The second wave of feminism which challenged and changed many assumptions about the world in which we live was a product of various western cultures, with no single country possessing a monopoly on the writing of the texts that became the canonical statements of the 'new' feminism. Though many of the contributions to feminist scholarship that went on to become internationally significant hailed from Europe and the United States, these works were often formed within the context of local debates and framed within traditions of feminism and other political engagements specific to these nations.Â Transatlantic Conversations explores the differences yielded by such conditions and their consequences for the meaning of feminism. Examining the meaning and implications of the different ways in which various shared categories have been treated on both sides of the Atlantic, this volume both analyses differences within feminism and provides a framework for the wider discussion of what is sometimes assumed to be the homogeneity of The West.Â With leading scholars from either side of the Atlantic presenting brand new work, Transatlantic Conversations suggests directions for future research which will be of interest to scholars of feminism, gender studies, sociology, political science and international relations, geography and cultural studies, as well as anyone concerned with the ways in which the different political and intellectual traditions of Europe and the US have shaped current political and intellectual debates.
'Recasting four decades of feminist thought, Transatlantic Conversations is feminist scholarship at its best. Letting us experience the situatedness of knowledge in the making, it addresses central issues of today's feminist theory and engagement: How to ensure that travelling theory does not become a metaphor for anglophone hegemony? How to acknowledge differences and establish a shared perspective? Indispensible for those who seek to answer these questions, this is a "must have" for women and gender studies programs on both sides of the Atlantic.' Teresa Kulawik, SÃ¶dertÃ¶rn University, Sweden 'This is a simply excellent collection of feminist essays written in a refreshingly conversational style, which is, at one and the same time, reflexive and reflective and thus clearly well theorized. I found many of the essays so easy to read that it was more like reading a novel or journalistic accounts than a heavily theorized academic albeit feminist tome… The editors are extremely well-known feminist sociologists and as co-editor and previous co-editor of the European Journal of Women’s Studies are able to apply theories, like the air they breathe… With 16 substantive essays, in addition to the introduction, I shall not be able to do justice in this review to the rich diversity of the offerings all illustrating the complexities of the development of digressions from the ’feminist canon’, US-style. All the essays pose fascinating challenges about transatlantic feminist theories and thought, drawing on a diversity of countries and fields… This book provides an excellent route map and travel guide.' European Journal of Women's Studies 'Transatlantic Conversations is an intellectually rich and superbly edited collection of European and US scholars’ descriptions of feminist ’becoming’ (Coate, citing Braidotti, 1994)… The feminist constellations explored in this collection allow us - as colleagues, tutors, mentors, students and, yes, even ’academic star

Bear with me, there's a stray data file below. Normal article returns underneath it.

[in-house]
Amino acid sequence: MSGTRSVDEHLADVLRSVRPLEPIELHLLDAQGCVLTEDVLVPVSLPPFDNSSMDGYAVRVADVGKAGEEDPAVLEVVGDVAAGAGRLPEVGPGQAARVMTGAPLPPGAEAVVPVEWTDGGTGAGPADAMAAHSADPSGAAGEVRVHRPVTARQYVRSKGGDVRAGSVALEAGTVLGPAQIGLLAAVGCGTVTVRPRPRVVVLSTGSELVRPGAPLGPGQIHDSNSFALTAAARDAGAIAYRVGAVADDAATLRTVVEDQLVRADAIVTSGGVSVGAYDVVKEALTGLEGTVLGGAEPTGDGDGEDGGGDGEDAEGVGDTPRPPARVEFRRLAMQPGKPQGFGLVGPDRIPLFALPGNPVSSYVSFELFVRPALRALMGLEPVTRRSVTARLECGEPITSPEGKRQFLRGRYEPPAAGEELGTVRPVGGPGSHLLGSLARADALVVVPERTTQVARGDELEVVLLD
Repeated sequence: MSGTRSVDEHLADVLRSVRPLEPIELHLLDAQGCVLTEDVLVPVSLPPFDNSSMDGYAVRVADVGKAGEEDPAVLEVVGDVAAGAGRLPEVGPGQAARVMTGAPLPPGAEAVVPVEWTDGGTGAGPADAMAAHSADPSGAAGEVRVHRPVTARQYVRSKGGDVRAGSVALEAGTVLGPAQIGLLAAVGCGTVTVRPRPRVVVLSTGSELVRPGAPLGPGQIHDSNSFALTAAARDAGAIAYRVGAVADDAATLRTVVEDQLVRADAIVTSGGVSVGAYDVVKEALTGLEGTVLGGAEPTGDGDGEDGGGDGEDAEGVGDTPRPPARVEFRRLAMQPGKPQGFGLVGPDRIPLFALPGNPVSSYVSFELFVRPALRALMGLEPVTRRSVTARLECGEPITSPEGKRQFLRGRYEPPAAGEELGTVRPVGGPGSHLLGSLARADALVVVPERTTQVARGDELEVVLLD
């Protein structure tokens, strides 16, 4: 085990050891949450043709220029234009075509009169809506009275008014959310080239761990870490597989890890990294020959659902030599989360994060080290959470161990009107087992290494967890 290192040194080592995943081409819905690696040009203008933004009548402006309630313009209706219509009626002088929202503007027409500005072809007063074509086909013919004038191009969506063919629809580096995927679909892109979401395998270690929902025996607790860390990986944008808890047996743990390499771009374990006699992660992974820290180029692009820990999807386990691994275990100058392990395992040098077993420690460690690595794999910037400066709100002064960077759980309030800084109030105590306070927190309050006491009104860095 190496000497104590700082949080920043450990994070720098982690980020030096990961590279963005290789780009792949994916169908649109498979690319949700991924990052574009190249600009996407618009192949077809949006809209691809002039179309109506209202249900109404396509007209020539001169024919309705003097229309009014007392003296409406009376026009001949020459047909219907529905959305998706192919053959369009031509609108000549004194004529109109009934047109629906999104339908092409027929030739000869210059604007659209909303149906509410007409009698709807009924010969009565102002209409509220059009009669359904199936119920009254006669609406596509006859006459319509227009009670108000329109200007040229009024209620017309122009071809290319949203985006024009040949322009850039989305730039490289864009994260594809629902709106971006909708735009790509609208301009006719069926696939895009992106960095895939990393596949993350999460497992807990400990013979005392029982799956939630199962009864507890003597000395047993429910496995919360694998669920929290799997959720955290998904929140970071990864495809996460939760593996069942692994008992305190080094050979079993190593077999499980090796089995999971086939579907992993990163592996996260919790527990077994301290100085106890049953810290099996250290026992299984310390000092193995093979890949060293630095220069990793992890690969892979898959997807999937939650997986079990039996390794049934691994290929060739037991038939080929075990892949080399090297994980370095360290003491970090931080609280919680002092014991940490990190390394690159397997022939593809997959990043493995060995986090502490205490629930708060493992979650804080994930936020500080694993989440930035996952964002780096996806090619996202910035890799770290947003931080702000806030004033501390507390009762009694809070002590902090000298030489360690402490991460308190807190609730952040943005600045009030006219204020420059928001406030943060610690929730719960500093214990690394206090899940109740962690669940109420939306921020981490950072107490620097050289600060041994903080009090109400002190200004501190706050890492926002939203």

Contents: Introduction - transatlantic conversations: feminism as travelling theory, Kathy Davis and Mary Evans; Part I Becoming a Feminist in a Transatlantic Context: A feminist transatlantic education, Sarah Franklin; Crossings, Clare Hemmings; My father, an agent of state feminism and other unrelatable conversations, Gul Ozyegin; Bridging different gaps: East, West, Europe and the USA?, Andrea PetÃ¶. Part II Activism Inside and Outside the Academy: Re-narrating feminist stories: black British women and transatlantic feminisms, Ann Phoenix; Floating signifiers and fluid identities: feminist and other queer travels, renée c. hoogland; Writing in the dark: reflections on becoming a feminist, Kelly Coate; Is there a feminist in this class? Academic feminisms and its generations across the Atlantic, Veronica Pravadelli; Chronos and knowledge: a target of the feminist agenda today, Maria Antonieta Garcia de Léon; Passages to feminism: encounters and rearticulations, Christina Scharff. Part III Theoretical Engagements: There are many transatlantics: homonationalism, homotransnationalism and feminist-queer-trans of colour theories and practices, Paola Bacchetta and Jin Haritaworn; 'Often what's not said is just as important as what is': transnational feminist encounters, Carolyn Pedwell; On not engaging with what's right in front of us: or race, ethnicity and gender in reading women's writing, Gabriele Griffin; Visions of legacy: legacies of vision, Gail Lewis; Feminist travels: a historical and textual journey, Nancy A. Naples; Constellations - conversations: three stories, Gudrun-Axeli Knapp; Epilogue; Index.